A NOVEL IDEA HAS PAID OFF

Clin­ton-Pat­ter­son book sells 250,000 copies its first week

Ottawa Citizen - - YOU - HILLEL ITALIE

Bill Clin­ton’s de­but novel NEW YORK had the year’s big­gest open­ing so far for a work of fic­tion.

The Pres­i­dent is Miss­ing, the thriller he co-wrote with James Pat­ter­son, sold 250,000 copies its first week. Al­fred A. Knopf and Lit­tle, Brown and Com­pany, the book’s co-pub­lish­ers, said Wed­nes­day that num­ber in­cludes hard­cover, ebook and au­dio sales. NPD BookScan, which tracks around 85 per cent of print sales, re­ported sales of 152,000 copies. That’s BookScan’s top-sell­ing fic­tion de­but since the lat­est Diary of a Wimpy Kid, which came out last fall, and big­gest first week for adult fic­tion since Harper Lee’s Go Set a Watch­man sold more than 700,000 hard­cover copies in 2015.

The Pres­i­dent is Miss­ing was pub­lished June 4 and spent much of last week at No. 1 on Ama­zon.com and else­where de­spite some awk­ward and con­tentious mo­ments in in­ter­views with the for­mer U.S. pres­i­dent. Clin­ton re­sponded de­fen­sively to ques­tions from NBC’s Craig Melvin about the #MeToo move­ment and whether he owes an apol­ogy to for­mer White House in­tern Mon­ica Lewin­sky. Clin­ton’s affair with Lewin­sky helped lead to his im­peach­ment.

The novel be­gins with a pres­i­dent fac­ing im­peach­ment, for sup­port­ing ter­ror­ism, and tells of his ef­forts to thwart a po­ten­tially apoc­a­lyp­tic cy­ber­at­tack.

“By any mea­sure, this was a ter­rific open­ing week of sales, one that ex­ceeded even our own op­ti­mistic pro­jec­tions,” said Michael Pi­etsch, CEO of Lit­tle Brown’s par­ent com­pany, Ha­chette Book Group. “Sales con­tinue apace this week, with Fa­ther’s Day on the hori­zon.”

“We are heart­ened by the re­sponse to the work, es­pe­cially among read­ers,” said Knopf chair­man Sonny Me­hta.

The novel has been billed as com­bin­ing Pat­ter­son’s long back­ground in thrillers and Clin­ton’s unique per­spec­tive as a for­mer U.S. pres­i­dent. Re­views ranged from mock­ing (“Re­veals as many se­crets about the U.S. govern­ment as The Pink Pan­ther re­veals about the French govern­ment,” wrote The Wash­ing­ton Post’s Ron Charles) to ad­mir­ing. Ni­colle Wal­lace, the po­lit­i­cal an­a­lyst and for­mer White House aide, praised the novel as “am­bi­tious and wildly read­able” in a re­view for The New York Times. In The Wall Street Jour­nal, Bar­ton Swaim called the book “beach read­ing of a high or­der.”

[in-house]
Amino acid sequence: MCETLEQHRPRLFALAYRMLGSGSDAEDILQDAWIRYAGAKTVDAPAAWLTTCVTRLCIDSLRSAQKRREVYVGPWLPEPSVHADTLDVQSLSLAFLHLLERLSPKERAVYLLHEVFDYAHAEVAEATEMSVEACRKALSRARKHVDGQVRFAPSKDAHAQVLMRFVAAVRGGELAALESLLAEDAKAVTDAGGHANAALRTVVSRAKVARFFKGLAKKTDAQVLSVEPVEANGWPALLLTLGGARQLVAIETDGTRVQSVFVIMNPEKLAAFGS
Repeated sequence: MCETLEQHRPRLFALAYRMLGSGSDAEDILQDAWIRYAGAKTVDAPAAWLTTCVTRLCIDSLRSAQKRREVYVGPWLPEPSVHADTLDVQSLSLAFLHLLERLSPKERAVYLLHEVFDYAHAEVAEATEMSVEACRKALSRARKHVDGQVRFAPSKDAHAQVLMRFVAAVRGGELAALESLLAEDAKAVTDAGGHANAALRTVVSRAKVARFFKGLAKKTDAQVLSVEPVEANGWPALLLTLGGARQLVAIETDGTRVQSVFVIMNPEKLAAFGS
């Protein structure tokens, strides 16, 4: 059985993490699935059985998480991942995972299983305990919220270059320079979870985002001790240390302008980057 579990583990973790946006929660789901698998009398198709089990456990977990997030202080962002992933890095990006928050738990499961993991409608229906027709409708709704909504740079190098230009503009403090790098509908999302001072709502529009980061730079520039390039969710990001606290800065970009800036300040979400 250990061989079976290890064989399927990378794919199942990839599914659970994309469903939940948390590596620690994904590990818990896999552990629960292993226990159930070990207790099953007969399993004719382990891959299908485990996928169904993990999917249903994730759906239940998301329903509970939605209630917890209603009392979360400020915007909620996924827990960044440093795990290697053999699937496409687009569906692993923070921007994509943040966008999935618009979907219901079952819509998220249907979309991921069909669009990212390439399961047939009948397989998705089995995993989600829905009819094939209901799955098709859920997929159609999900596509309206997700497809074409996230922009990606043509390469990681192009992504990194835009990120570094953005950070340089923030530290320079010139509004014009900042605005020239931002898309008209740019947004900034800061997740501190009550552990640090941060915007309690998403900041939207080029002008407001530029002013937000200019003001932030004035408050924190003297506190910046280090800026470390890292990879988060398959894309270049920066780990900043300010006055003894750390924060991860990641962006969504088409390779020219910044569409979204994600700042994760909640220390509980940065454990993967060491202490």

Pat­ter­son, one of the world’s busiest and most pop­u­lar au­thors, has re­leased nu­mer­ous No. 1 bestsellers. Clin­ton has also topped the lists be­fore as au­thor of the mil­lion-sell­ing mem­oir My Life.

The Clin­ton-Pat­ter­son novel is a likely block­buster at a time when adult fic­tion sales have strug­gled. The year’s big­gest works have been non-fic­tion, whether Michael Wolff’s Fire and Fury or James Comey’s A Higher Loy­alty, both of which of­fered highly crit­i­cal por­traits of U.S Pres­i­dent Don­ald Trump.

The Pres­i­dent is Miss­ing doesn’t men­tion Trump by name, but does re­fer favourably to im­mi­grants and ex­panded vot­ing rights and warns against the “drift into trib­al­ism, ex­trem­ism and seething re­sent­ments.”

MARY ALTAFFER/THE AS­SO­CI­ATED PRESS

Au­thor James Pat­ter­son, left, and for­mer U.S. pres­i­dent Bill Clin­ton have com­bined their re­spec­tive ar­eas of ex­per­tise for the novel The Pres­i­dent is Miss­ing.

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